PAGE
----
It’s always nice to hear that what you’re doing can be proven right by the data (humble brag) I’m so glad this is exactly what I get to do with my job and am thrilled that I’m building something to target this need even more over the next few months. (*Stay tuned)

Others desired:

“A sense of understanding of what we are going through on the field and what burnout and compassion fatigue are. It would be nice to see organizations value their members, especially millennials, instead of burning them out and throwing them away.”

“My sending organization cheered and put me on a pedestal while I was working in an extremely difficult context and destroying my physical and mental health. When I started counseling and began to make positive lifestyle changes to improve my health, then at that point they became worried about me and asked me to leave ‘for my health.’ This experience has been extremely painful and hard to fathom.”

“A safe place where who I am is OKAY and what I’m going through is normal.”

“A leadership culture that 1. Allows not only authority to flow from the top-down, but feedback and honesty from the bottom-up. 2. Leaders who are willing to explore and grow into a younger generation’s desire for emotional maturity/vulnerability.”

“Empathetic support of supervisor. Good visits where they’re giving me the benefit of the doubt and looking to get me what I need with advocacy to the head office, support to get out when I need a break, or stay in if I need the support of the likeminded community.”

“Orientation before and on-the-field and debrief (on the field and after/in transition) needs to be emphasized more. My home country church could greatly grow in this area. One can feel forgotten easily.”

“People who understand the reality of living in two worlds, who can provide wisdom, guidance and support about some of the more logistical things.”

“Someone to say that everything I am feeling is normal and OKAY. “

“Guidance on how I can utilize my strengths to further the Kingdom but also how I can grow and improve on my weaknesses.”
“It seems there’s a disconnect between the home office and the field, like they don’t understand what it’s like to ‘be in the trenches.'”

“To understand that I’m human and I make mistakes too. Hear us and please, please give us your wisdom. We know that there is years of experience before us and we want to learn from it. We also want to have a dialogue.”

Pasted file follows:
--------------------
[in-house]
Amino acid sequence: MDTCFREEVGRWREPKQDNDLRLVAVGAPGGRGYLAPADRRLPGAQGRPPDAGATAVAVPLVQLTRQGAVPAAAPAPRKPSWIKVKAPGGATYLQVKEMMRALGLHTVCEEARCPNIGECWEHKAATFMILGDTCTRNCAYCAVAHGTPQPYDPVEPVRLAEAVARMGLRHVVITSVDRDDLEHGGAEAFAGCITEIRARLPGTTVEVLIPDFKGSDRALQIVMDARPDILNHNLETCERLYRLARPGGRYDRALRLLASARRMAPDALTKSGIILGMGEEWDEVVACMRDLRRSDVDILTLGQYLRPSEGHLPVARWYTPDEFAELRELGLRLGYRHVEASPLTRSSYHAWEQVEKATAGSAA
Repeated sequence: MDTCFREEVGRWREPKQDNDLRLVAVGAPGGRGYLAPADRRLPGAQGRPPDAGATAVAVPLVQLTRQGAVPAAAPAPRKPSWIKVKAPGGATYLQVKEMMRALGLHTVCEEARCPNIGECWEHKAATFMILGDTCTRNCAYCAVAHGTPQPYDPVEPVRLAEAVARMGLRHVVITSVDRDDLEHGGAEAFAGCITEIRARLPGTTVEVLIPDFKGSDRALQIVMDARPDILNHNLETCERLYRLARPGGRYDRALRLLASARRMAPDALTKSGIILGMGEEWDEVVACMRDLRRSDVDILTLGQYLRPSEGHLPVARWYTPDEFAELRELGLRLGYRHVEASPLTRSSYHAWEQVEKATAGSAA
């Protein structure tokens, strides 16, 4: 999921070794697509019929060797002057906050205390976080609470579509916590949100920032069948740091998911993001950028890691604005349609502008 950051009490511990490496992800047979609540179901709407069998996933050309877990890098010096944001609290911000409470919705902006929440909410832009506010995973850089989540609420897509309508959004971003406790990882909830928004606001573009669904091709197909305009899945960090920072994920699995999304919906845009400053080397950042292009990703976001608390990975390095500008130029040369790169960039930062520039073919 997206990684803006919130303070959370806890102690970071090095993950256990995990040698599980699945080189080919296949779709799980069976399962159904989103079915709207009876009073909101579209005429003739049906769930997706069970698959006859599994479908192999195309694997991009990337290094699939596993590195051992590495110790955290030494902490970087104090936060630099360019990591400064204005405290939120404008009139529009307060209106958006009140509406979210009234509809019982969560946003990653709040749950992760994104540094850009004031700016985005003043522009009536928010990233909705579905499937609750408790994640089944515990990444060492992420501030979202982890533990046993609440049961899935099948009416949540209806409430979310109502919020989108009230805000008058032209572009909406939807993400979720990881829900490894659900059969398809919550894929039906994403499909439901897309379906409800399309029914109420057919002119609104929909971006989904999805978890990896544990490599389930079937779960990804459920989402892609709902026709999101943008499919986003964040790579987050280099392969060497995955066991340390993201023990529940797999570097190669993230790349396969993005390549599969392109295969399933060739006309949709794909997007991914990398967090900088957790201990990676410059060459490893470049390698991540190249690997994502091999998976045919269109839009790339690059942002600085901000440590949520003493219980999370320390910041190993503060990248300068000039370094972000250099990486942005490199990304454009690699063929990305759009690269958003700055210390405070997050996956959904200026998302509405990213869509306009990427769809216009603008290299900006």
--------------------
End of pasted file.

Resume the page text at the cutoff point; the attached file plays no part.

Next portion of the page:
What are your biggest challenges with missions sending orgs/churches?

“Tons of policies, a huge lack of member care, people are burning out left and right. It seems like everyone is so flat-out busy and overwhelmed that no one can care for each other.”

“They don’t really check in with us at all. They send money each month which we are grateful for, but it would be really nice to receive a response to our monthly newsletter, or an email every once in awhile asking how they could pray for us.”

“I think a need in member care is to be heard and not judged for struggling. I fought postpartum depression and anxiety after my first and am still on Zoloft to manage. I was afraid to reach out for help initially because there was this feeling of, ‘What if we get sent back because of me…'”

“I think that the hardest thing is not having transparent communication. We need to get real about what is going on in our hearts and how to work through those issues.”

“Sometimes they have higher expectations of me than I can meet.”

 “Lack of understanding of long term missions and best practices. They still think sending old junk or sending as many visitors as possible is the answer.”

“I think they should have asked us harder questions and required more training/counseling instead of being so eager to get us on the field.”


In closing, we need to listen to these voices. Do Millennial missionaries need help? Yes. Do some of them suck? Sure. But are most of them laid down lovers who want to grow and learn? Yup Yup. Many admit to their own failings (That’ll be Part II) but they want to be better. They bring passion and enthusiasm and technological know-how to our environments.

They are worth us figuring out how to support them.


(This article originally appeared on Sarita Hartz blog and can be viewed at

Sarita Hartz is a writer and life coach who served for 6 years in Uganda running a non profit. She tackles issues of how to live healthily overseas and how to have self-compassion in her blog She also provides inner healing and coaching to cross cultural workers, specializing in compassion fatigue and burnout. She loves a cup of tea with friends and full belly laughter.